Harvard College has launched a new online Plan of Study tool to help undergraduates outline the courses they will take throughout their four years at Harvard. This online system replaces paper forms that served the same function, and provides a more intuitive and robust way for undergraduates to plan. The tool’s development was a joint venture between the Program in General Education (Gen Ed), the Office of the Registrar, and the Advising Programs Office.Using the tool located on the Registrar’s Web site, students can create an eight-semester planning grid modeling the courses they will take to meet their concentration and Gen Ed or Core requirements. Students can also use the form to switch concentrations, or to switch between the Core and Gen Ed.Students can update the planning grids each term and share their plans with their advisers to facilitate an ongoing conversation about their plan of study. Students’ response to the new system has been overwhelmingly positive, according to the Advising Programs Office.The Plan of Study tool was first introduced to sophomores, who used this system to declare their concentration on Nov. 18, although all students can access the tool..— Amy Lavoie
Related Shows Dominick LaRuffa Jr. will take on the role of Dominick Vitale in My Big Gay Italian Funeral from May 10 and the part of Mario in My Big Gay Italian Wedding from June 6. The off-Broadway comedies play in rep at St Luke’s Theatre under the direction of Sonia Blangiardo and recently extended through September 27.Starring and written by Anthony Wilkinson, My Big Gay Italian Wedding and My Big Gay Italian Funeral are both loosely based on his own wacky Italian family. Wedding tells the story of Anthony Pinnunziato (Wilkinson), a gay Italian-American who wants to marry his boyfriend Andrew in a traditional wedding ceremony. Funeral tells the story of Anthony and his large family mourning the death of his father.In addition to Wilkinson, the current cast of Wedding and Funeral also includes Hugh Hysell, Donna Castellano, Marissa Rosen, Debra Toscano, Liz Gerecitano and Meagan Robar. Show Closed This production ended its run on Aug. 30, 2015 My Big Gay Italian Funeral View Comments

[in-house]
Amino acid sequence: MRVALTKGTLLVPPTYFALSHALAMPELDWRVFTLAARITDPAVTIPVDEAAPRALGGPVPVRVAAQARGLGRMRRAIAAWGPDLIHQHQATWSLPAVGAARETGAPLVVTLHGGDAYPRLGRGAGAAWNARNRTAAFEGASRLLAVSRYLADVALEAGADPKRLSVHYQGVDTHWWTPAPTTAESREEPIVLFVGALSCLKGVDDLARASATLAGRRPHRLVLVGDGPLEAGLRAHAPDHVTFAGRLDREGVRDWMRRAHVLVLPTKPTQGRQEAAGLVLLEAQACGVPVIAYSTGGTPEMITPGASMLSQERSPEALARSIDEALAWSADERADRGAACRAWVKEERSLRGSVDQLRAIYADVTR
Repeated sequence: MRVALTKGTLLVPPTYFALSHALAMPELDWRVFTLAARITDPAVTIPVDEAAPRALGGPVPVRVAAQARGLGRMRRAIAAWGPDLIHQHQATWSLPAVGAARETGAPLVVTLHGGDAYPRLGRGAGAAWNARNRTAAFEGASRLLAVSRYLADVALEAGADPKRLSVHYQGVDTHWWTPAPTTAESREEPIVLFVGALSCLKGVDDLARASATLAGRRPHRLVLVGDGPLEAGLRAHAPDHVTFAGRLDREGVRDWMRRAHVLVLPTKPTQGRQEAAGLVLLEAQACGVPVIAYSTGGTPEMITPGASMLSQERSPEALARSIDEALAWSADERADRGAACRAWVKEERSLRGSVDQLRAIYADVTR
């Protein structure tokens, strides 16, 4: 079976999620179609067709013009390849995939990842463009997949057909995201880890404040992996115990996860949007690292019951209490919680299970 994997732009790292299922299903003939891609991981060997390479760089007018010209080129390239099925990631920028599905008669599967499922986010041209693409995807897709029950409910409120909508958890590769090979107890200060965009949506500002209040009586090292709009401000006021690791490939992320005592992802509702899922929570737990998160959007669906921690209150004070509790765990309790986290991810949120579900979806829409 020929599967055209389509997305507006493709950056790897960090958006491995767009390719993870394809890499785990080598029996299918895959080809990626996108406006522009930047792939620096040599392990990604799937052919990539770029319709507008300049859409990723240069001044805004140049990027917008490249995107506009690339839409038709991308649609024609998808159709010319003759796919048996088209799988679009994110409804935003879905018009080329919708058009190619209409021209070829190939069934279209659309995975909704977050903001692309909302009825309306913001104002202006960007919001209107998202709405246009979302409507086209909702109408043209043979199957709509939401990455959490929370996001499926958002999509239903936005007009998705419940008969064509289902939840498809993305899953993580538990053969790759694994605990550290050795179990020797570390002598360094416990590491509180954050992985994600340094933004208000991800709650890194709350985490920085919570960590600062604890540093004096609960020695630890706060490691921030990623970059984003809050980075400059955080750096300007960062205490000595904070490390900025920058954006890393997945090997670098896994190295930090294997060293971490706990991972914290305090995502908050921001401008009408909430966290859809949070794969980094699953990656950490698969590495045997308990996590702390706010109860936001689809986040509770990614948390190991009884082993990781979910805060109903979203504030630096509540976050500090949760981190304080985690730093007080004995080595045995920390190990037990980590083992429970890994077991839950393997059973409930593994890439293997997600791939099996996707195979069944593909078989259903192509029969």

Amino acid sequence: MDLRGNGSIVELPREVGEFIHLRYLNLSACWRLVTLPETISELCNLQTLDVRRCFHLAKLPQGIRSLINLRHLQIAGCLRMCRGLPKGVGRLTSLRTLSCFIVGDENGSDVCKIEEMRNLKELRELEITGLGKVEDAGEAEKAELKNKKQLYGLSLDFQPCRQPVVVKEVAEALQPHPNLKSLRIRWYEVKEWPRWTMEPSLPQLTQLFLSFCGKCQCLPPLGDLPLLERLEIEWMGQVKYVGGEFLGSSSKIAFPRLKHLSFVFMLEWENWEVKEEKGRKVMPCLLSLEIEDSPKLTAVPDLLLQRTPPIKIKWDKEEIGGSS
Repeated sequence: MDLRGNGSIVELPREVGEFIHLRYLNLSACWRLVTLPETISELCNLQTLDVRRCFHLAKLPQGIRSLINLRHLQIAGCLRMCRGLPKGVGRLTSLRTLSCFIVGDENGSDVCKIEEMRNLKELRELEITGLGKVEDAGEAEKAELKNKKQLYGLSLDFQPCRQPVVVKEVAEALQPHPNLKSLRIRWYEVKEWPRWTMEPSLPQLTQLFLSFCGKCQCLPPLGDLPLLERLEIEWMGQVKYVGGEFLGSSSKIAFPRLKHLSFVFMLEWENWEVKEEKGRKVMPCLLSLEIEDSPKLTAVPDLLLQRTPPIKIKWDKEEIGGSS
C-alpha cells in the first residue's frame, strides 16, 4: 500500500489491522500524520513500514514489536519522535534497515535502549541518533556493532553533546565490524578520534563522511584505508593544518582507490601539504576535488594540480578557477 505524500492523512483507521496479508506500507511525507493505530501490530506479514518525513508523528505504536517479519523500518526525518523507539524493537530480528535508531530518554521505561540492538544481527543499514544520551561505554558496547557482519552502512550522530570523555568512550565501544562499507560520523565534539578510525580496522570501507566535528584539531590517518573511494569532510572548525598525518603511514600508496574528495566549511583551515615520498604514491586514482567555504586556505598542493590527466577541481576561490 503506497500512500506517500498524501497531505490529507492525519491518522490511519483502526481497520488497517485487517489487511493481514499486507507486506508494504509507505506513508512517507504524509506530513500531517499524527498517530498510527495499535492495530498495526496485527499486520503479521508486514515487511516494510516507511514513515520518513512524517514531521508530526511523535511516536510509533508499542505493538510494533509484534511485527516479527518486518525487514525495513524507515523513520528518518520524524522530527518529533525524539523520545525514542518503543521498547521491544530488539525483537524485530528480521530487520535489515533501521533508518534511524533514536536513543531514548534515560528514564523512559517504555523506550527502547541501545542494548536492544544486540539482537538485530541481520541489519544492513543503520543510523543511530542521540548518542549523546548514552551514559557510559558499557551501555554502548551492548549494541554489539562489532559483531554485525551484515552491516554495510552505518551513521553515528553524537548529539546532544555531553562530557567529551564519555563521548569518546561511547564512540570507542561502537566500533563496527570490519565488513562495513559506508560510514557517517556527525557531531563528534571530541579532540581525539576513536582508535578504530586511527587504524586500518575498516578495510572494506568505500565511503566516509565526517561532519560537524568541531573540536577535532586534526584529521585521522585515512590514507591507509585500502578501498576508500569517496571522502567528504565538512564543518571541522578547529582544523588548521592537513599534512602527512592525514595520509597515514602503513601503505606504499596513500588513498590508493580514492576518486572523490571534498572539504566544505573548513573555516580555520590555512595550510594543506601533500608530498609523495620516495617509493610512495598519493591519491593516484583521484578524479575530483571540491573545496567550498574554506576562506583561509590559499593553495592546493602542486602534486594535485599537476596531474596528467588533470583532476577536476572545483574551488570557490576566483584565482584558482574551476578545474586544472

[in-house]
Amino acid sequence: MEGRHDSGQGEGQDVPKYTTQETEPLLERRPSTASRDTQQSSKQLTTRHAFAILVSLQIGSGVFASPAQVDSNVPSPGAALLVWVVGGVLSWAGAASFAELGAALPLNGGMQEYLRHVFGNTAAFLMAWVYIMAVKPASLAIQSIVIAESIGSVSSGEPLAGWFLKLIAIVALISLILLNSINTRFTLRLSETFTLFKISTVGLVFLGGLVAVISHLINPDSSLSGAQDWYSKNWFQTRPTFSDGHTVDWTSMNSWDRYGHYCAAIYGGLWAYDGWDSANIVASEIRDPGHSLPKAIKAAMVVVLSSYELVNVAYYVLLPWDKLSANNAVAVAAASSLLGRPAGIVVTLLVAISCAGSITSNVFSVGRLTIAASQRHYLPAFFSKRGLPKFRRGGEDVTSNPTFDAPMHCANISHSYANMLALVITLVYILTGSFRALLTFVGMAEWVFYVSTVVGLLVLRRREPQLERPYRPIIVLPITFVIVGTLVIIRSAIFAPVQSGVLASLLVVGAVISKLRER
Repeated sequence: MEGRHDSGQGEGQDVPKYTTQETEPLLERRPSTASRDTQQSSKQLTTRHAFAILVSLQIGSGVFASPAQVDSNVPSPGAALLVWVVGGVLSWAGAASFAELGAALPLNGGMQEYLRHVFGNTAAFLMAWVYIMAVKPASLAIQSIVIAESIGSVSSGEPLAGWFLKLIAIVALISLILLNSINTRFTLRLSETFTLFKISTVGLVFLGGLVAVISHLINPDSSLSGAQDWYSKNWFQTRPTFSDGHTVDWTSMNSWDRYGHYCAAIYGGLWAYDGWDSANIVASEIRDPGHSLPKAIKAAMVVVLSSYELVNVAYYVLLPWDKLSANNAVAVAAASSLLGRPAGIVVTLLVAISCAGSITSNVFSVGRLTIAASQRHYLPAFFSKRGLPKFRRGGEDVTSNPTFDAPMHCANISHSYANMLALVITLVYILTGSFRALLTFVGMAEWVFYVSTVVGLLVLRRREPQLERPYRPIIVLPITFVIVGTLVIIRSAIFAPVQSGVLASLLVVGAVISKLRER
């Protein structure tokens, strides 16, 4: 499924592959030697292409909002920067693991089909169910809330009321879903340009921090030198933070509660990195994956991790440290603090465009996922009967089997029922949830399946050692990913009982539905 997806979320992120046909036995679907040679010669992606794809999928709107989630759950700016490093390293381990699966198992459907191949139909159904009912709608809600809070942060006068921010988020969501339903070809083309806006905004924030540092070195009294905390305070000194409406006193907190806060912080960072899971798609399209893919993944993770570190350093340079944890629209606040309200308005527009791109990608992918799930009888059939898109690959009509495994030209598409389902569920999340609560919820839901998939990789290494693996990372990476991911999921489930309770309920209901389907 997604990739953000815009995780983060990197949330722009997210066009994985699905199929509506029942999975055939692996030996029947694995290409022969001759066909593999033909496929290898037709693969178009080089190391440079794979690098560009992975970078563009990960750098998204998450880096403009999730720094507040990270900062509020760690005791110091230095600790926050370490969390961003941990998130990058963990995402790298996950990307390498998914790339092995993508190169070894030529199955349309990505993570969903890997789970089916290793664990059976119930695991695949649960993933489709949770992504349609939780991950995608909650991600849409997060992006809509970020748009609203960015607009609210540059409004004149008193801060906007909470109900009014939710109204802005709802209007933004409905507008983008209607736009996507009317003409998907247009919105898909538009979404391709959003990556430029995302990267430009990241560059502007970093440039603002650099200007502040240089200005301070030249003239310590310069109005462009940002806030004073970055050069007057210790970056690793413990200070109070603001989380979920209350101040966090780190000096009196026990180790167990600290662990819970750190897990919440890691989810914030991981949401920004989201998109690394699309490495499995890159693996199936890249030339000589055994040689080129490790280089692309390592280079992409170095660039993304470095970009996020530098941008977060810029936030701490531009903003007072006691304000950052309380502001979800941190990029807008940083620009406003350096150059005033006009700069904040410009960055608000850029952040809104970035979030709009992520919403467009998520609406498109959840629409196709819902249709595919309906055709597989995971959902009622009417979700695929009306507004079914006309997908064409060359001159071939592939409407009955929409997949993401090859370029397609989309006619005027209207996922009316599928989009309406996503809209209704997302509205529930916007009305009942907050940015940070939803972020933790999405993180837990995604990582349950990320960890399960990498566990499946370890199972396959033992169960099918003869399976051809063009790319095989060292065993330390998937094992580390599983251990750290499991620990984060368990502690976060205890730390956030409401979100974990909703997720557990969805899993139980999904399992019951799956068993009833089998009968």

THUMBS UPThere are 84,000 dams in the U.S. that provide flood control, drinking water, agricultural irrigation, hydropower, and recreation. Dams are engineered structures—like roads, bridges, and railroads—that make our high quality of life possible. Most dams that exist in the U.S. were constructed between 1950 and 1990. As with much U.S. infrastructure, many existing river dams are aging and in need of repair, rehabilitation, or even removal if they have out-lived their original purposes.Hydropower is one of the crucial uses for dams, but less than 3 percent of existing dams produce hydroelectricity. Hydropower is the largest source of renewable electricity in the U.S. In addition to providing baseload and peaking power, hydropower projects also keep electrical transmission systems working smoothly.The potential adverse impacts of dams are well documented, to be sure. These may include altered stream flow, habitat degradation, blockage of the upstream and downstream migrations of fish, mortality of fish passing through turbines, and lower rates of dissolved oxygen downstream of dams.Over the last several decades, however, an extensive regulatory system has been developed to detect and correct such problems. For example, the Low Impact Hydropower Institute (LIHI) operates a voluntary certification process that identifies hydropower projects that have reduced their impacts and are investing in improvements in their local rivers. LIHI evaluates projects based on specific criteria: water release patterns below the project, water quality, fish passage, protection of threatened/endangered species, cultural resources, recreation, and requests for dam removal. More than 100 projects in 27 states have satisfied all of the LIHI criteria.The fact that dams have the potential for adverse effects cannot be denied, but many of these can be reduced or eliminated with good siting and operation, plus modern mitigation practices. When dams are well managed, their net benefits are strongly positive.Dr. Michael J. Sale is the executive director for the Low Impact Hydro Institute.THUMBS DOWNWild rivers—ones that run free from headwaters to confluence—have nearly been wiped from the map and from our imagination. “Working” rivers—rivers with dams—have been replacing them. Modern dams, permanent and concreted, are the most charismatic of the giant water projects: nameable, decorated, architectural, triumphant, wired. The Army Corps of Engineers and the Bureau of Reclamation have practiced other similar techniques of reshaping terrain, including levees, canals, pipelines, jetties. Dams might be the most devastating.Dams disrupt natural systems and thwart the work of rivers. Dams block fish runs and seasonal flood patterns—thus also their redistribution of nutrients, like marine nitrogen delivered by salmon to feed forests far inland. Hydroelectricity and irrigation are far more expensive when we count down-the-line costs of blocking forest regrowth, aquifer recharge, and topsoil renewal. Instead, dams encourage unsustainable growth, such as the mirage-metropolises of Phoenix and Las Vegas. Out-of-place agriculture makes deserts bloom briefly, but then leaves fields salted, palms wilting.Dams displace people, often indigenous people and powerless people, from their river lifelines. In Tennessee and Kentucky, I grew up loving TVA lakes, not knowing that those lakes had drowned fertile bottomlands, homes, graveyards, living creeks, and human memories. The lakes were controlled and speedboat-clogged, with stinking bathtub-rings of stripped chert and shale.The same story can be found across the country and around the world. In California, the Winnemem Wintu tribe fights a Shasta Dam add-on that will flood vital sacred sites. The Winnemem’s ongoing displacement is mirrored in language endangerment; only a few fluent speakers remain. In China, Three Gorges dam has displaced over one million people. Worldwide, dams also displace democracy. Dams are built as required elements of World Bank and IMF deals that rarely benefit the local people. Most of the generated hydropower is delivered to big cities, not the rural villages displaced by the dams.Dams are made to fail. Huge reservoir surfaces mean terrible annual evaporation losses. Even the largest reservoirs silt up; Hoover Dam’s reservoir has less than 100 years left. Because of dams’ intense resource concentration, it’s an expensive failure. And dam collapse is nightmarish: catastrophic release of scouring grit, heavy metals, and tainted mud down-river.Dams are not the solution to our energy crisis. Solar and wind can provide far more reliable, long-term energy than hydropower with far fewer environmental costs.Wild, free-flowing rivers also provide the best recreation, whether you’re an angler, whitewater paddler, or swimming hole enthusiast. Rather than hordes of pollution- spewing speedboats on artifical lakes, the waters of Appalachia can once again run free and clean. The Blue Ridge is one of the world’s most ideal spots for wild, free-flowing rivers enjoyed by anglers, kayakers, and hikers—as well as by healthy, intact, abundant ecosystems.It’s hard to see our way past dams to rivers that will really work again. But dam removal projects are gaining popularity. Once dams go, we’ll rediscover the wonders of wild, clear rivers teeming with fish.July Cole is co-editor of Dam Nation: Dispatches from the Water Underground.